|Type of record:||Building|
The Tolhouse is one of the oldest buildings in Great Yarmouth, and may date back to the mid 12th century. Originally built as a fortified merchant's house with a first floor hall, the building has been used as a prison, a town hall and a museum. The building was badly damaged by a bomb in 1941, and was restored in 1960.
|Grid Reference:||TG 5249 0725|
|Parish:||GREAT YARMOUTH, GREAT YARMOUTH, NORFOLK|
June 1953. Listed, Grade I.
Listing Description excerpt:
"A merchant's fortified house. Begun c.1150 and altered c1250. Hired to the Borough in the 14th century and purchased by them in 1552. Used for a variety of civic functions: prison (1261-1875), town hall (to 1882), police station, court house and toll office. Restored in 1883, when the rear wing was demolished, bombed April 1941 and restored 1960-1. Used as a museum and library from the 1880s. Fortified first-floor hall house illustrating early adaptation of military architecture to domestic purpose. Flint with some ashlar and ashlar dressings. Plain tiled roof. The north gable wall has been rebuilt 20th century, and the south gable wall largely rebuilt.
EXTERIOR: the east front is of two storeys. Three-window range in all. To the left is a four-light transomed casement of 1960 copying one inserted in 1622. To its right is a flat buttress with a statue of Justice on the top and a cartouche with Yarmouth's coat of arms (three Royal lions dimidiated with herring tails) and the name of the Mayor in 1781, William Fisher. Right again is a forebuilding added c.1250 in front of a blocked arch of c.1150. The forebuilding has a staircase rising to the entrance door of the first-floor hall. It has a pointed arched grille opened in 1883 and a corbel table of trefoiled machicolations beneath a pair of arched unglazed cinquefoiled windows. The main hall is lit through two two-light Geometric windows with encircled quatrefoils. They are of 1883 replacing two wide transomed casements. To the extreme right is an added 14th- or 15th-century bay lit through two slit vents and a 20th-century two-light leaded casement.
INTERIOR: the first-floor hall is entered through a pointed arched doorway with two orders of colonnettes with dog-tooth decoration in the jambs. The hall has a further doorway leading to the former south-west wing and two window embrasures. Crown-post roof of 1960. The basement is divided into two rooms. The north room has four detention cells protected by an iron screen of circular-section verticals. Four oak cell doors with heavy gate latches. The cells are oak-lined and each has an air vent in its barrel vault. The cells were proposed in 1796 and erected soon after. The added north bay has the remains of a winder staircase..."
Information from (S1).
Please consult the National Heritage List for England (S1) for the current listing details.
S. Spooner (NLA) 2 December 2005. Amended by P. Watkins (HES), 11 March 2022.
Early 13th century building, possibly built around an earlier core, originally domestic.
Much altered 1619 to 1622 and part demolished, perhaps earlier.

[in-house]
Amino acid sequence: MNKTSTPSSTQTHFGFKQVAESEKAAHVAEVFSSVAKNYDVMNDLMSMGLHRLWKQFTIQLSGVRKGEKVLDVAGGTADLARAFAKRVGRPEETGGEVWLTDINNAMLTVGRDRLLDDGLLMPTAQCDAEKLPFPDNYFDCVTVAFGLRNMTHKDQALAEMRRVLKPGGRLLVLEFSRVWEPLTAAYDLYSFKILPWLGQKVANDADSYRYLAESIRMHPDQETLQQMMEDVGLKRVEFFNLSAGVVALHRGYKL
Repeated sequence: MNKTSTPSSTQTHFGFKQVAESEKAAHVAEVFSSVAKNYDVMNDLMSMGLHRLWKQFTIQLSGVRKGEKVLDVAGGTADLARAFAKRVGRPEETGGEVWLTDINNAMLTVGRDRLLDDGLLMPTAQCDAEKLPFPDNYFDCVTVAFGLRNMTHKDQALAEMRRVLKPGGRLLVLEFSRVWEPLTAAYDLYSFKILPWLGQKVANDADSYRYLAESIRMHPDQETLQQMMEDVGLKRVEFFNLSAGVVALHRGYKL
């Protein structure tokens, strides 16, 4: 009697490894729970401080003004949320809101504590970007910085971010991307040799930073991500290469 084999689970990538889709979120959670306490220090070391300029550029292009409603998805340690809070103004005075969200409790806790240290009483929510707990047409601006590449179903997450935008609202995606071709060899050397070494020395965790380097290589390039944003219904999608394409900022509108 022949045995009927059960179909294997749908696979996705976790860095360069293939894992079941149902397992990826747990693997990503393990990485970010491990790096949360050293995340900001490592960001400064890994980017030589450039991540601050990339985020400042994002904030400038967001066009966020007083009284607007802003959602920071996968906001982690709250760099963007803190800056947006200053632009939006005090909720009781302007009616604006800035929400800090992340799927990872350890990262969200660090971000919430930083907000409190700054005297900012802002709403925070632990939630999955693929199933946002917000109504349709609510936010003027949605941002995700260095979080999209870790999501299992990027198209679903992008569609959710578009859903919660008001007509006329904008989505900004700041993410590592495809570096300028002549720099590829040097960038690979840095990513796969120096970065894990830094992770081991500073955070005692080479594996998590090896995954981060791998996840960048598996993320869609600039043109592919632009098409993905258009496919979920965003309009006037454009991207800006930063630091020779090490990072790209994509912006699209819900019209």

Cells etc about 1800.
Gutted 1941 and restored.
Now a museum.
See report (S2).
E. Rose (NAU) 4 November 1982.
January 1997. Descheduled.
Descheduled but remains protected as a Listed Building.
Information from (S3).
H. Mellor (HES), 4 July 2018.
The prison mentioned above as being closed in 1875 in fact stood on the adjacent site and was demolished in 1905 to construct the Tolhouse Library, itself destroyed in 1940.
E. Rose (NLA), 31 October 2006.
- HOUSE (Medieval - 1066 AD to 1539 AD)
- MUSEUM (Post Medieval - 1540 AD to 1900 AD)
- PRISON (Post Medieval - 1540 AD to 1900 AD)
- TOWN HALL (Post Medieval - 1540 AD to 1900 AD)
- POT (Medieval - 1066 AD to 1539 AD)
Sources and further reading
|---||Newspaper Article: Eastern Daily Press. 1979. Jug in Hole. 23 November. |
|---||Designation: [unknown]. Ancient Monuments Form. SAM Record. DNF14840. |
|---||Record Card: Ordnance Survey Staff. 1933-1979?. Ordnance Survey Record Cards. TG 50 NW 45. |
|---||Record Card: NAU Staff. 1974-1988. Norfolk Archaeological Index Primary Record Card. |
|---||Monograph: Pevsner, N. and Wilson, B. 1997. Norfolk 1: Norwich and North-East. The Buildings of England. 2nd Edition. pp 502-503; Pl 11. |
|---||Publication: Eccleston, A. W.. 1959. The Rise Of Great Yarmouth. |
|---||Newspaper Article: Eastern Daily Press. 2008. Trapdoor to a grisly history. 12 September. |
|---||Publication: Palmer, C. J. 1872-1875. The Perlustrations of Great Yarmouth, with Gorleston and Southtown. Vol II pp 240-266. |
|---||Newspaper Article: Eastern Daily Press. 2010. Norfolk's dark past.. 26 October. |
|---||Photograph: The Tolhouse, Gt Yarmouth. Print. |
|---||Article in Serial: Carter, A. and Rutledge, P. 1980. The Tolhouse, Yarmouth. The Archaeological Journal. Vol 137 pp 304-306. |
|---||Article in Serial: 1950. [unknown]. Supplement to Archaeological Journal. pp 47-8, 99. vol CV, pp 47-8,99. |
|---||Record Card: Clarke, R. R. and NCM Staff. 1933-1973. Norwich Castle Museum Record Card - Medieval. Yarmouth (Great). |
|---||Secondary File: Secondary File. |
|---||Photograph: CCB 2A and 3. |
|---||Newspaper Article: Eastern Daily Press. 2017. One of Great Yarmouth's best known museums is encased in a scaffolding shroud. 4 December. |
|<S1>||Designation: Historic England. National Heritage List for England. List Entry 1245560. |
|<S2>||Unpublished Document: Rose, E.. 1982. Building Report.. Building Report. |
|<S3>||Designation: English Heritage. 1990-2013. English Heritage Scheduling Notification. Notification. DNF14840. |
|<S4>||Article in Serial: Allard, P.. 2006. J W Cockerill.. Yarmouth Archaeology. p 35. p 35 ff. |
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